An Overview of End-of-Season Crop Irrigation
With severe drought descending upon the Midwest and much of the country this year, you might be wondering when the season’s last crop irrigations should take place. When should you stop irrigating? If you turn off the irrigation too soon, you might miss out on test weight and receive lower than normal corn, soybean and cotton yields—but if your late-season irrigation runs too long, you’ll just waste valuable water and energy.
Here are our best tips for last crop irrigations:
- Account for September rainfall: As we head into the cooler, rainier months, the need for irrigation is less pressing. September tends to bring enough rainfall that you will likely not need to water as frequently as you did during the hot summer months. As the crops mature, it will be easier to tell how much water is necessary to finish out the crop before harvest. Pay attention to plant maturity, soil water content and the upcoming forecasts to determine your irrigation needs.
- Water only when needed: As always, you should only irrigate when your plants need it—since late-season crop water use drops rapidly, you run the risk of overwatering the crops. That’s not only a waste of resources, but it could also do more harm than good. Your goal should be to water the crops just enough to fulfill their yield and quality potential, but not so much that you have a lot of water left over in the soil afterward.
- Minimize the number of applications: When irrigating toward the end of the season, aim for several large water applications rather than multiple smaller ones. Roughly 0.8 to 1.1 inches of water every six to eight days is water-use efficient. It will also help reduce disease potential.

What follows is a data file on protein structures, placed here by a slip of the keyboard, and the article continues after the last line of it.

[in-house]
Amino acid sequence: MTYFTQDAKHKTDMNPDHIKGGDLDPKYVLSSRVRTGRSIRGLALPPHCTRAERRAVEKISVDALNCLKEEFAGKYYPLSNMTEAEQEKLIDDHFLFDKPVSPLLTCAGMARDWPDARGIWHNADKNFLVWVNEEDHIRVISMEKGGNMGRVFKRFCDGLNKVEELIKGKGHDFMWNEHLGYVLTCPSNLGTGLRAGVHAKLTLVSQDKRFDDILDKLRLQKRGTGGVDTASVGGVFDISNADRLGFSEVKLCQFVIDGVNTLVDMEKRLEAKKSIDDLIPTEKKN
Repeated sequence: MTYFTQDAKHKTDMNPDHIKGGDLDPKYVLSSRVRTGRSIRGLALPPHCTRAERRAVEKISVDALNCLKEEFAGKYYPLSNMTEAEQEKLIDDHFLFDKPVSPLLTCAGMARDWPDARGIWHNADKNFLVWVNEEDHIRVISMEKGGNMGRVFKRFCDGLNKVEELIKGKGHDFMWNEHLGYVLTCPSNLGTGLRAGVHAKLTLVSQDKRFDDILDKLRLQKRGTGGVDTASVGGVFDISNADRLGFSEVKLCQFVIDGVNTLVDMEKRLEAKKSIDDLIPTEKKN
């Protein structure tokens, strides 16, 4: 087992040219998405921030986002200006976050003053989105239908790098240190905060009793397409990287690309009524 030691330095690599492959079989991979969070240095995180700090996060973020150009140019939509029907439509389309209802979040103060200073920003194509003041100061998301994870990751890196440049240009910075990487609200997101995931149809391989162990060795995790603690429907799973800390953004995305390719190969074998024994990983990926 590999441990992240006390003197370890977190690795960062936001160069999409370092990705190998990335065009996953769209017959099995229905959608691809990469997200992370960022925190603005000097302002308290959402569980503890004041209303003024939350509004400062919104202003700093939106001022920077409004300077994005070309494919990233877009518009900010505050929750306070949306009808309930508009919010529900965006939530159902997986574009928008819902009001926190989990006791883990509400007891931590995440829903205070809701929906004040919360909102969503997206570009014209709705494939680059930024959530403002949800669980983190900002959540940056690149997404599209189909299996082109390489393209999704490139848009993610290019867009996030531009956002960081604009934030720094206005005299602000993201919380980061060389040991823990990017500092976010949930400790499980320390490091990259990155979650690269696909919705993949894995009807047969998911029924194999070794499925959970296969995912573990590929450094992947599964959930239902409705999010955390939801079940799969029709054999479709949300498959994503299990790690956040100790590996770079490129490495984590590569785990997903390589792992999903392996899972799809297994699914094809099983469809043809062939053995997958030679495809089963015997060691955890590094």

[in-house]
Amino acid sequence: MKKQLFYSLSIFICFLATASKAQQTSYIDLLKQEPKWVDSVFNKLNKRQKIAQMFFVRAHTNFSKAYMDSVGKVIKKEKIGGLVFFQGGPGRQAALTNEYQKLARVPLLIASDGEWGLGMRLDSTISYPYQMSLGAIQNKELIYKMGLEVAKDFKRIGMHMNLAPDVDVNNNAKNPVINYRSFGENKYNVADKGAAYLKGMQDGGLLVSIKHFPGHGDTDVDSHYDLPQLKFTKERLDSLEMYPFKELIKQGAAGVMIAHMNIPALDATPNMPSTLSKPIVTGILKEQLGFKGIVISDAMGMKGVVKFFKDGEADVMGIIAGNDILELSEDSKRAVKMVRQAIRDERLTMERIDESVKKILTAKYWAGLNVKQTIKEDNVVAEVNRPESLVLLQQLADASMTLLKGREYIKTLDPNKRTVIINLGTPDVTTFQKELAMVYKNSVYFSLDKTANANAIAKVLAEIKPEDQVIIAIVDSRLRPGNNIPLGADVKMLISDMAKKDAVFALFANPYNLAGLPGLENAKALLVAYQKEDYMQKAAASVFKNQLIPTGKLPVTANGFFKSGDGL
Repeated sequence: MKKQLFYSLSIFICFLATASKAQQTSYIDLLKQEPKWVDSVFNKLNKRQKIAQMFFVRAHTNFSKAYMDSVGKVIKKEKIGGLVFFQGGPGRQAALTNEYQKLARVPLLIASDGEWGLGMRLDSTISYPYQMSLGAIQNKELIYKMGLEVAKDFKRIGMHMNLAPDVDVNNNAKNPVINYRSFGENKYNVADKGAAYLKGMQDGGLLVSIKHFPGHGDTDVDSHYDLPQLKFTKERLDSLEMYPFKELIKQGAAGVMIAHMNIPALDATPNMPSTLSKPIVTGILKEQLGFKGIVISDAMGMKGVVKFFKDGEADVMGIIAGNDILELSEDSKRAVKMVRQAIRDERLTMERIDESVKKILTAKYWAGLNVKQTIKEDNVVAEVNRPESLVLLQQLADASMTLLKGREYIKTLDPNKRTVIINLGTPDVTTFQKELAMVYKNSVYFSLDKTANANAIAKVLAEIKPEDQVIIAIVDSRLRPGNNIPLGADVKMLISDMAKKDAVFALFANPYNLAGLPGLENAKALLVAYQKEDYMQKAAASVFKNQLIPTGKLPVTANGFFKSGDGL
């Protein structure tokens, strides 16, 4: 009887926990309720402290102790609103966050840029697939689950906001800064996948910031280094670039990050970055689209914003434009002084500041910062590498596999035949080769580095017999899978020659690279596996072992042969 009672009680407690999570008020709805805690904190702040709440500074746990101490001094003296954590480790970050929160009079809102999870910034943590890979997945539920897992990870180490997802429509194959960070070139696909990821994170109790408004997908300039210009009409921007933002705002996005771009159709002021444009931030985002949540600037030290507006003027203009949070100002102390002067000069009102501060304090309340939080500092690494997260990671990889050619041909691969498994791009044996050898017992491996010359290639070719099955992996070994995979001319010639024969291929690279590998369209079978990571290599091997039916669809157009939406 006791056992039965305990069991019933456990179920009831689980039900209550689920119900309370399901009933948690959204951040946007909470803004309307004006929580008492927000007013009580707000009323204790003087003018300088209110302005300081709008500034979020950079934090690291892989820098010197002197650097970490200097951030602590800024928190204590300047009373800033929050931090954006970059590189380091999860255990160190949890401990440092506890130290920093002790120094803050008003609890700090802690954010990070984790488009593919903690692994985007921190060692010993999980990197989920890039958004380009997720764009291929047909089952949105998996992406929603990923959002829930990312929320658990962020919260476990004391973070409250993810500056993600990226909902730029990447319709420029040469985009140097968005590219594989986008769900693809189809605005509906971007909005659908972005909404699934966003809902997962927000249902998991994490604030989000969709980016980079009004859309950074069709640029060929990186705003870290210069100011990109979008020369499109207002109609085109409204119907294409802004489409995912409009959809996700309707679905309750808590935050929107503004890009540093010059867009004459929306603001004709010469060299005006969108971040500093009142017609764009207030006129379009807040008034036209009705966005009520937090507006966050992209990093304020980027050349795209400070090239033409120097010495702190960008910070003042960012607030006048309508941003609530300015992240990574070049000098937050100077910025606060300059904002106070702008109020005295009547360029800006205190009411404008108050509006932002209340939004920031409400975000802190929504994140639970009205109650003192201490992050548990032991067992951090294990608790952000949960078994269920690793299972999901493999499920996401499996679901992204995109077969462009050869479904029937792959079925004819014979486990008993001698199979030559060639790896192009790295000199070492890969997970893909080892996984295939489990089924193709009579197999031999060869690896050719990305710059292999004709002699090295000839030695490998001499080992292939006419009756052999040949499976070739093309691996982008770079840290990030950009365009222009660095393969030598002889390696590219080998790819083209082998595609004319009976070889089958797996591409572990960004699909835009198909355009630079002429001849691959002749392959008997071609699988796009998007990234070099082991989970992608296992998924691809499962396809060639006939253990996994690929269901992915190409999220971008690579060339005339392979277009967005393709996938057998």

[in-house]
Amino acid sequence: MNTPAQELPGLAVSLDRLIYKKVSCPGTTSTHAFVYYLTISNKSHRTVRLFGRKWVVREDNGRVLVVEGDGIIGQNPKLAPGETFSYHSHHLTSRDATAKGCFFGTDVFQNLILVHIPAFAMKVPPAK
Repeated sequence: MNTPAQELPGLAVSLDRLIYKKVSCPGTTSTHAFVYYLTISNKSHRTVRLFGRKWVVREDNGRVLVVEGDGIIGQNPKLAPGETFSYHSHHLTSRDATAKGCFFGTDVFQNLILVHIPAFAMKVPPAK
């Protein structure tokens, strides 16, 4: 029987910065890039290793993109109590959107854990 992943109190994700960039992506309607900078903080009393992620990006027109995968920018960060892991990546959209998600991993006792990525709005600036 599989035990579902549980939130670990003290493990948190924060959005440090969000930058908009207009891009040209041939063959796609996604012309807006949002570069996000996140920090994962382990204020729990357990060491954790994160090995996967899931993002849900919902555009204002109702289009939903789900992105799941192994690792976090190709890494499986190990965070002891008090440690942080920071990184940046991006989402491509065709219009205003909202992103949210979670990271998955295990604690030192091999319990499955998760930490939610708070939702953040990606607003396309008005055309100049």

- Probe the soil: The best way to tell when you need to water is to probe the soil—especially when you start dealing with autumn rainstorms. Probe about 12 inches below the soil in the root zone. If the soil is primarily in a loose ball of loam, the soil has some moisture present. If it’s a tight ball, there’s additional moisture present, and you may not need to water for several more days. Alternatively, you can choose to water when your soil approaches 35 percent depletion.
- Mind the heat: Finally, make sure you take the heat into account. If September dawns cool and cloudy, your crops will take more time to use up the rest of the water and finish their growth. If, however, the weather is hot and dry, your crops will still use the same amount of water—it will just take a shorter amount of time before they need to be irrigated again.
Paying careful attention to the weather, the soil and your crop maturity is the key to late season cotton, corn and soybean irrigation.
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Categorised in: Irrigation